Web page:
The German-Americans and the Latin Mass group did not just cohabit the building; they bonded. Together the parish had five active choirs, including a Gregorian chant ensemble, and a contributing membership from 94 zip codes. It hosted an Oktoberfest and a Christian Arts Series that offered orchestral and choir music concerts free to the public.

In 2008 it was closed and its assets transferred to the Cathedral of the Holy Cross. BCI understands from knowledgeable sources that the structural condition of the building may not be good, but in the absence of seeing an independent engineering report, we cannot say unequivocally what condition the building is in today.

- – – – – – – – – – – – – – – – – – – – – – – – – – – -

BCI will close with the words of former Vicar General Fr. Erikson, who told Catholic faithful how important it is to consider input from former parishioners before churches are relegated to profane use. He said in the Globe:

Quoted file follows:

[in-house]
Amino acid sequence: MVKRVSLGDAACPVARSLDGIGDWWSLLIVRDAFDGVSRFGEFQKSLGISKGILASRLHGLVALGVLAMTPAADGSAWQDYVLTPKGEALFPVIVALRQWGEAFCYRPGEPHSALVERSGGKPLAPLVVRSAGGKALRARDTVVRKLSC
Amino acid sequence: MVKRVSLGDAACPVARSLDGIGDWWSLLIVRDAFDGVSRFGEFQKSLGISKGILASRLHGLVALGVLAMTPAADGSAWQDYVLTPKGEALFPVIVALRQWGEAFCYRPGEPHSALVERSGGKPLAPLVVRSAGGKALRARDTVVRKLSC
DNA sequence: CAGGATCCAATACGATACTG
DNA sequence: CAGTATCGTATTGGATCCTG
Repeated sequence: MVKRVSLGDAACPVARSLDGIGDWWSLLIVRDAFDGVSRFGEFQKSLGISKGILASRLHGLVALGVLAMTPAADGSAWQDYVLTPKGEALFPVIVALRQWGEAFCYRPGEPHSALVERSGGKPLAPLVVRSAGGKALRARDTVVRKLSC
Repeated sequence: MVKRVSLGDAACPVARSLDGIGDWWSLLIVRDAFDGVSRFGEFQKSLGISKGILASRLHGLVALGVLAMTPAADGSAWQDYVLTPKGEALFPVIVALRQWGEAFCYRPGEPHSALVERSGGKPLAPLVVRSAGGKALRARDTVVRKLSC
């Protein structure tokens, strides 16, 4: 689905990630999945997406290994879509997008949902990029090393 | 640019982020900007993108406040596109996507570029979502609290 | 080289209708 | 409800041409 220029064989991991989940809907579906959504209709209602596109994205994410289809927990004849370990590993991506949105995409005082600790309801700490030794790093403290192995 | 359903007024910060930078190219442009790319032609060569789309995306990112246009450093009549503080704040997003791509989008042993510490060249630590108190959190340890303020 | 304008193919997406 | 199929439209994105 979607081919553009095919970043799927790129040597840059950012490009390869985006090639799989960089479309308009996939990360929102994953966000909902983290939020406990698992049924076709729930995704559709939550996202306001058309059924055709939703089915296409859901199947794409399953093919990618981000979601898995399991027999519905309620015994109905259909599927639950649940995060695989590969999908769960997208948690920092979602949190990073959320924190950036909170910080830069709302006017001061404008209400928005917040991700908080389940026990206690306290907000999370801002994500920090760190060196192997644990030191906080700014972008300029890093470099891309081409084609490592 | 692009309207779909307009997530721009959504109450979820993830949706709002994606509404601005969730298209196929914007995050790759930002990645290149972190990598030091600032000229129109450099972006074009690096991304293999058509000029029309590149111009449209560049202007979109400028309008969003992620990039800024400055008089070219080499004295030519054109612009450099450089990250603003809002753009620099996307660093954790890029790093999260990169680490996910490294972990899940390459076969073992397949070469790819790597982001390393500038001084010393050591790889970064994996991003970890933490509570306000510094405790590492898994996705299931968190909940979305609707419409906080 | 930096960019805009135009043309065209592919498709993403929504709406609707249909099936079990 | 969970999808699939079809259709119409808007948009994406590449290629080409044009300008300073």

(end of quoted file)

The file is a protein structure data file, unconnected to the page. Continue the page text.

“Our buildings are important to us in the Catholic faith,” said the Rev. Richard M. Erikson, the archdiocese’s vicar general. “They’re places of high honor, where many of us have experienced first communions, marriages, the burial of loved ones. Church is like another home for us, so any time we consider a use other than the sacred, it’s a very serious matter, a very serious decision.”…

“To those skeptical” that their input will be considered, Erikson said, “I ask them to put their confidence in this process, which may be unprecedented, which is designed to be thorough, thoughtful and efficient, and which was developed with sincere intent.”

BCI hates to see any churches sold and/or demolished. Admittedly, BCI has a soft spot for older churches with stunningly beautiful architecture such as Holy Trinity. The relegation to profane use of Holy Trinity and its sale are no doubt a fait accompli.  Has a thorough, thoughtful process of consultation been followed for Holy Trinity?  If so, it has been a rather private one.  To what extent did the RCAB ignore or otherwise dismiss potential Catholic buyers of this building? Are there conflicts of interest in this situation that have not been addressed by key players recusing themselves?